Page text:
James Lawton: Sharapova hits the heights she feared were gone forever

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Maybe we don't have too much of an option but we should still hear it for – and from – the restored Queen of Wimbledon.

With the Williams sisters heading out of town, the earplugs and the migraine tablets were, when you thought about it, a small enough price for Maria Sharapova's re-assertion of the aura and the nerve she brought here as a 17-year-old champion in 2004.

There has been a lot of pain – not least physical – in the intervening years and just two more Grand Slam titles but for a little while yesterday it was as though her share of angst had been packed away in the baggage of Serena and Venus.

Certainly, no one looked more likely to invade the vacuum left by the Californian hoarders of silverware than Sharapova as she bombarded her Slovakian quarter-final opponent Dominika Cibulkova (below) with ferociously maintained brilliance.

The women's game can only murmur its relief that it heads towards the climax of the most prestigious tournament with a figure of authentic intrigue and competitive allure.

Sharapova's spectacular demolition of the 23-year-old who beat her in straight sets on clay just over a month ago almost matched the racket in a Formula One pit lane, but if the ears were assaulted the eyes were ravished by some sensational ground shots.

No doubt it helped the consistency of her recently crisis-ridden service game – the product of a shoulder injury so serious it kept her out 10 months following surgery – that the 60-minute 6-1, 6-1 triumph came under the Centre Court roof. Sharapova, however, was in a mood to create a storm of considerable violence.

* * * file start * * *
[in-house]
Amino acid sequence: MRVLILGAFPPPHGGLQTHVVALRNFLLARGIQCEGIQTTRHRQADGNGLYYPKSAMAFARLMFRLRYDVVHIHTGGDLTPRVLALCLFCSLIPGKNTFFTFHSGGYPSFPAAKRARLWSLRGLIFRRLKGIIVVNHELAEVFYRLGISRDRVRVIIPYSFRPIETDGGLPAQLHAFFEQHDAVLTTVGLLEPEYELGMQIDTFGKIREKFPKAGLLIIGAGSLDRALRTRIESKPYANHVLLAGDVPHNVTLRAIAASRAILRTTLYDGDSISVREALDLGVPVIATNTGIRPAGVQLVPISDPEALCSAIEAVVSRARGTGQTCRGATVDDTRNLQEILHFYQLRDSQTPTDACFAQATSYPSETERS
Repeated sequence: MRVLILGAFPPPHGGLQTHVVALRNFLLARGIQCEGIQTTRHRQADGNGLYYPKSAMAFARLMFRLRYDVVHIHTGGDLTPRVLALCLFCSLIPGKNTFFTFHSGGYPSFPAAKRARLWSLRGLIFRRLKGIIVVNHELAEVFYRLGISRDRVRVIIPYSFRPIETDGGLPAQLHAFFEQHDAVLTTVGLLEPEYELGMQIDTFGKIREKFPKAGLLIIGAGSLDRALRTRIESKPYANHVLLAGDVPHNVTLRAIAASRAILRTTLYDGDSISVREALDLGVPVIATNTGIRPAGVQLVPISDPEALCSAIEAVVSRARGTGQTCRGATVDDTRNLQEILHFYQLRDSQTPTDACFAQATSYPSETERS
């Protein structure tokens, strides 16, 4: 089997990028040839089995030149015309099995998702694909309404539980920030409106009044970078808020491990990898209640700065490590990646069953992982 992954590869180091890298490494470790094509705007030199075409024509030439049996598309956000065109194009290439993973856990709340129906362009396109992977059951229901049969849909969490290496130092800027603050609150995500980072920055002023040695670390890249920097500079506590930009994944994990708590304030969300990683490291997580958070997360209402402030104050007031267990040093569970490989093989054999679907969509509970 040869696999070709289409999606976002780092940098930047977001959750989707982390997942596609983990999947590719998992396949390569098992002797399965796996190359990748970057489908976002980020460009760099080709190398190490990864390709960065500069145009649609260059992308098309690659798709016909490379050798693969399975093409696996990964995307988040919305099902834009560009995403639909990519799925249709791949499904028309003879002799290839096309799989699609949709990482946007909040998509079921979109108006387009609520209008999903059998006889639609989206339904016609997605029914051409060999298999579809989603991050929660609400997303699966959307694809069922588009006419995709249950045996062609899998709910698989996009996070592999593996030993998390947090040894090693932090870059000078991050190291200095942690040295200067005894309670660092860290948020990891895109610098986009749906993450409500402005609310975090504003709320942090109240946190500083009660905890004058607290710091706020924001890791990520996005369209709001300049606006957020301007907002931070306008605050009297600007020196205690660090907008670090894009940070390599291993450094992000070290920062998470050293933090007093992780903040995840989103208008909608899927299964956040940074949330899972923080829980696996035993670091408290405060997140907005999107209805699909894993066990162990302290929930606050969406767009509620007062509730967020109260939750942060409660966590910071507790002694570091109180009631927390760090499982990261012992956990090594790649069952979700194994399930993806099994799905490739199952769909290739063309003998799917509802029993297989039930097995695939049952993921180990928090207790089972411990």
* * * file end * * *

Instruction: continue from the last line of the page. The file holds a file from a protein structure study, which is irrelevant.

Her tennis was some way from perfect. Occasionally startling power and quite exquisite placement gave way to lapses in concentration. But always there was the sense of a player reaching out for some of her old touch and achievement and later her caution was laced with the most thrilling of possibilities.

Yes, she has to be on her guard against the excellent German Sabine Lisicki in tomorrow's semi-final, but there was no question about the most uplifting fact. It was that after all the years of dwindling optimism, the terrible realisation that her body – contrary to all appearances – was something less than a perfect machine, she could once again see some of those moments of fulfilment she feared had gone for ever.

Sharapova talked about a series of steps, some of them faulty but others as sure as the ones taken in the Centre Court yesterday. She said: "During the injury time I was setting a lot of timetables for myself in terms of wanting to be back for this or that tournament and I never really met those goals.

"And then when you are playing, finally, what you need is patience. You have to accept there is probably never going to be a certain point where you say, 'Oh, I'm back'. I mean, I don't have that much self-esteem. I don't think anyone really does."

What she had yesterday was an old sense of her ability to inflict herself at the highest level of the game.

The Williams had gone with their power and their usually welling self-confidence but here was someone to diminish the sense that the level of competition had suddenly crashed.

"Yes," said Sharapova, "it's good I've experience of getting into the later stages, but I haven't been in them for a while so the feeling is nice and refreshing."

For Wimbledon the feeling is passionately mutual. Yesterday someone asked, politely, if she ever felt like the old lady left in the draw. "No," Sharapova said after offering ironic thanks, "I don't feel a few years make that much of a difference."

In the Centre Court, though, the inclination was to disagree. Going back to the future made all the difference in the world.

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